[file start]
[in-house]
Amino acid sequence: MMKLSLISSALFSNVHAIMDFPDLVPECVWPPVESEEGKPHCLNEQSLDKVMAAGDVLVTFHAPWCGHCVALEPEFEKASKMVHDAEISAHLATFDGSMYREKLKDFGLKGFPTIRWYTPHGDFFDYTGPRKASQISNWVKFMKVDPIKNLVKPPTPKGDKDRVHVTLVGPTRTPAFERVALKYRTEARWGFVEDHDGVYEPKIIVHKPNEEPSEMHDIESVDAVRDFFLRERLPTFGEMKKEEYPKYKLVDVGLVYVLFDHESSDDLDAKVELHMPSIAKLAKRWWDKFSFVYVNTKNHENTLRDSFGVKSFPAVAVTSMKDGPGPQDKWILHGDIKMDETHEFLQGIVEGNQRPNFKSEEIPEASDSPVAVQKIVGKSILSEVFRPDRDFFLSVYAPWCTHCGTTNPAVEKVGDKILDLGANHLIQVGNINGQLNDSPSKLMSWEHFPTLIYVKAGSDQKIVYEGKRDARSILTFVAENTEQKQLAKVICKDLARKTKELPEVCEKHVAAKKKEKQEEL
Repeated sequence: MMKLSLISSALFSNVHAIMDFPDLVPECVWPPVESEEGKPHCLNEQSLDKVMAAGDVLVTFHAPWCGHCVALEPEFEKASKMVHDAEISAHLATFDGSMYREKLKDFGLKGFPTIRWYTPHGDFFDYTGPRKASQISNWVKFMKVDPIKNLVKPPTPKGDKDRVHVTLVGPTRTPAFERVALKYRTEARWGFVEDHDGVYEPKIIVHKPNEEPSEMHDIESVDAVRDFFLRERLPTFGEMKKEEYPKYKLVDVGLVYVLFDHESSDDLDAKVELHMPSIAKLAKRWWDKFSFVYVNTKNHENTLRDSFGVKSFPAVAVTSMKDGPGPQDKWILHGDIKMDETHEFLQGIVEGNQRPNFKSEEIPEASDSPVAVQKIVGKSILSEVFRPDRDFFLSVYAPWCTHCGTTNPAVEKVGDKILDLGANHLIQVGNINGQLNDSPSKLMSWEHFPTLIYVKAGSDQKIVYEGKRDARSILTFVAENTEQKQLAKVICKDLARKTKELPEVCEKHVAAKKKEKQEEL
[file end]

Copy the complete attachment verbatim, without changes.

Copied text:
[in-house]
Amino acid sequence: MMKLSLISSALFSNVHAIMDFPDLVPECVWPPVESEEGKPHCLNEQSLDKVMAAGDVLVTFHAPWCGHCVALEPEFEKASKMVHDAEISAHLATFDGSMYREKLKDFGLKGFPTIRWYTPHGDFFDYTGPRKASQISNWVKFMKVDPIKNLVKPPTPKGDKDRVHVTLVGPTRTPAFERVALKYRTEARWGFVEDHDGVYEPKIIVHKPNEEPSEMHDIESVDAVRDFFLRERLPTFGEMKKEEYPKYKLVDVGLVYVLFDHESSDDLDAKVELHMPSIAKLAKRWWDKFSFVYVNTKNHENTLRDSFGVKSFPAVAVTSMKDGPGPQDKWILHGDIKMDETHEFLQGIVEGNQRPNFKSEEIPEASDSPVAVQKIVGKSILSEVFRPDRDFFLSVYAPWCTHCGTTNPAVEKVGDKILDLGANHLIQVGNINGQLNDSPSKLMSWEHFPTLIYVKAGSDQKIVYEGKRDARSILTFVAENTEQKQLAKVICKDLARKTKELPEVCEKHVAAKKKEKQEEL
Repeated sequence: MMKLSLISSALFSNVHAIMDFPDLVPECVWPPVESEEGKPHCLNEQSLDKVMAAGDVLVTFHAPWCGHCVALEPEFEKASKMVHDAEISAHLATFDGSMYREKLKDFGLKGFPTIRWYTPHGDFFDYTGPRKASQISNWVKFMKVDPIKNLVKPPTPKGDKDRVHVTLVGPTRTPAFERVALKYRTEARWGFVEDHDGVYEPKIIVHKPNEEPSEMHDIESVDAVRDFFLRERLPTFGEMKKEEYPKYKLVDVGLVYVLFDHESSDDLDAKVELHMPSIAKLAKRWWDKFSFVYVNTKNHENTLRDSFGVKSFPAVAVTSMKDGPGPQDKWILHGDIKMDETHEFLQGIVEGNQRPNFKSEEIPEASDSPVAVQKIVGKSILSEVFRPDRDFFLSVYAPWCTHCGTTNPAVEKVGDKILDLGANHLIQVGNINGQLNDSPSKLMSWEHFPTLIYVKAGSDQKIVYEGKRDARSILTFVAENTEQKQLAKVICKDLARKTKELPEVCEKHVAAKKKEKQEEL